Bam! 2017 is here and 2016 is relegated to history, a ghost of the past.
I’ve been thinking a lot about 2016, reflecting on the year before the highlights dim in my memory. It was a remarkable year for many reasons, especially in sporting terms. 2016 has been called the year of the underdog, but I think that undermines or disguises what I believe is a subtle change transpiring across the globe.
Before I explain further, let's review some of the remarkable professional sporting achievements of 2016:
Leicester City won the English Premier League. They began the year with the bookies at 5000 - 1 outsiders for the title and finished with one of the greatest achievements in sporting history.
The All Blacks, the world's most successful sporting team, were beaten by Ireland for the first time in history, ending a record 18 straight wins.
The Chicago Cubs won the American baseball World Series title in the final game - 108 years since their last title win in 1908.
And an honorary mention of another event (even though it happened in Nov 2015) just because I actually find it hard to believe. In Tokyo, Japan at the Komazawa Olympic Park Athletic Field, Kenichi Ito became the fastest person to ‘run’ 100m on all fours. His time was 15.71 seconds. How crazy is that? Take a look: https://www.youtube.com/watch?time_continue=24&v=F3h0AkNNP70
The new impossible
Back to 2017. As I reflected on the year just gone, the realisation dawned on me that I have some pretty remarkable people in my life, for the purpose of this article, I’ll focus on those related to sport. What became clear to me as I thought about their achievements in 2016, and the achievements of others outside my immediate circle is this: what we once thought was impossible is in fact possible - simply by overcoming our own individual limitations. It’s about time we quit being our own naysayers and start being our own cheerleaders.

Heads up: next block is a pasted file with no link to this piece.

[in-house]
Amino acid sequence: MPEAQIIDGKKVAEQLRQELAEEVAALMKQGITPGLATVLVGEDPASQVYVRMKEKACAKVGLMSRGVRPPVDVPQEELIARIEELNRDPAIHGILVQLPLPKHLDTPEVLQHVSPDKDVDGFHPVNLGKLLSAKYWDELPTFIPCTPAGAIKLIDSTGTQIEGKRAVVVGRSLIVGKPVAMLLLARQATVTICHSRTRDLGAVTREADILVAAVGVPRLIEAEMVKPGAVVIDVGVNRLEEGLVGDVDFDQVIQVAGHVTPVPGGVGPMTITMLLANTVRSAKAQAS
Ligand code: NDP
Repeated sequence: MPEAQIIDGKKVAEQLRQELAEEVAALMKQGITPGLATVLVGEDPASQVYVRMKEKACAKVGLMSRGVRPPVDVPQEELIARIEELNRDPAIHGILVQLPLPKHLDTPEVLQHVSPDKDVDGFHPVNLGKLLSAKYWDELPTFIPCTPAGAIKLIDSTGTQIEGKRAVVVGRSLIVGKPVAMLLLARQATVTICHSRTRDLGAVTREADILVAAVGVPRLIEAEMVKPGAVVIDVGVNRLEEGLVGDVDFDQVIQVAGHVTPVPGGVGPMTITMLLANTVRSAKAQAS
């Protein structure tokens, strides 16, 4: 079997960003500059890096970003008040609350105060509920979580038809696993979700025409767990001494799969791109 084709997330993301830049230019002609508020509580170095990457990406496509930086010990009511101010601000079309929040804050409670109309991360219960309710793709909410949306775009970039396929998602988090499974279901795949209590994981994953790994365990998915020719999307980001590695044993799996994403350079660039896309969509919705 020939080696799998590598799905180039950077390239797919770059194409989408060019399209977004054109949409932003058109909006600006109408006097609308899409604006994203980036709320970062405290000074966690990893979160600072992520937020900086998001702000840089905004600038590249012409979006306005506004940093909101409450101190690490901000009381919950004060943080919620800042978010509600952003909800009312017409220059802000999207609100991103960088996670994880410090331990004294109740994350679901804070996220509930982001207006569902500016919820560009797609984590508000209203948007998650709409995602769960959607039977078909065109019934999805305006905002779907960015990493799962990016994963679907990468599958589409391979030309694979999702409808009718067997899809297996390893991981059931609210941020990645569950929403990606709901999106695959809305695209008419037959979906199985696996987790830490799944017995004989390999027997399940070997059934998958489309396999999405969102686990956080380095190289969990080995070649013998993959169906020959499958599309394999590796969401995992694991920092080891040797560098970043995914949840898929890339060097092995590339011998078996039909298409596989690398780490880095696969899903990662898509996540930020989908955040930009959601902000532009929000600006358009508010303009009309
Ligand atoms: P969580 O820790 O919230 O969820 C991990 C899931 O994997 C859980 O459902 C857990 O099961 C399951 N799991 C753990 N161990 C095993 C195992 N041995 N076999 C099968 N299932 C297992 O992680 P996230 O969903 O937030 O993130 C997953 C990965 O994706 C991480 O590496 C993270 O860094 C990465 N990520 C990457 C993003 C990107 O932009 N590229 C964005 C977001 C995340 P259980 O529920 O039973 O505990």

For further insight to my proposition, here are a few people I have the good fortune to call friends. Each one has made the impossible possible recently and each one has been a huge influence on my own direction. These three athletes are just like you and me and every other non-pro athlete on the planet, but they are also different because they refuse to see the limits that others see.
I first met Greg McDermott on a phone call. I had discovered his story via twitter and contacted him to find out more about this guy who wanted to spend 78 consecutive days on a bike, riding around Australia. For me, five or six days in a row is quite enough and my butt agrees. I wondered if it was even possible to circumnavigate Australia in that time. Greg had been redefining what’s possible for a couple of years before I met him. As he puts it ‘I was the fat funny guy at every function’. Greg, I discovered is someone who doesn’t just step in, he jumps in with both feet. In 2013, over a period of five months, he lost more than 30kgs by dropping alcohol and changing his diet. The effect on him was profound, he changed almost his entire life, job, health and attitude. He also met his partner, April.
Greg then went on to discover triathlon, and didn’t stop at Ironman distance, Greg is one of only a small group of people to ever finish an Ultraman event - a punishing two-day event requiring a 10km ocean swim, a 421km bike ride, and an 84km run.
When I met Greg in 2016, he was focussed on taking the knowledge he had personally discovered and using those insights to motivate others to become better versions of themselves. He just needed a vehicle. That vehicle became a solo, supported cycle ride around Australia. A remarkable total distance of 14,284km which is an average of 180km per day, with no rest days. Physically, this was an incredible effort but there is much more to Greg’s event than throwing a leg over a bike saddle each day. Before they could get to the start line, Greg and April had to make the crazy idea come to life. They needed to raise funds, and family and friends were very generous with the bulk of the money coming from the Ride around OZ crowdfunding campaign. Together they coordinated all the sponsorship of vehicles, bike, apparel and nutrition. And they were also developing a new normal within their relationship, I remember Greg and April telling me about how April went to work one day, and left the house chores for Greg to sort out. Greg left the house just after April, and headed out for a ride. Nine hours later they both arrived home … needless to say, the chores still needed doing!
Greg set off from Sydney on 3rd September and 78 days later, on the 19th November, a group of us met up with him to ride the final leg together. An astounding achievement.
There was one more element to this endeavour which has the most profound and long-lasting effect on many people. Thanks to Greg and April’s efforts and many generous donations, Ride around Oz raised over $35,000 for local Sydney charity, Fr. Chris Riley’s Youth Off The Streets.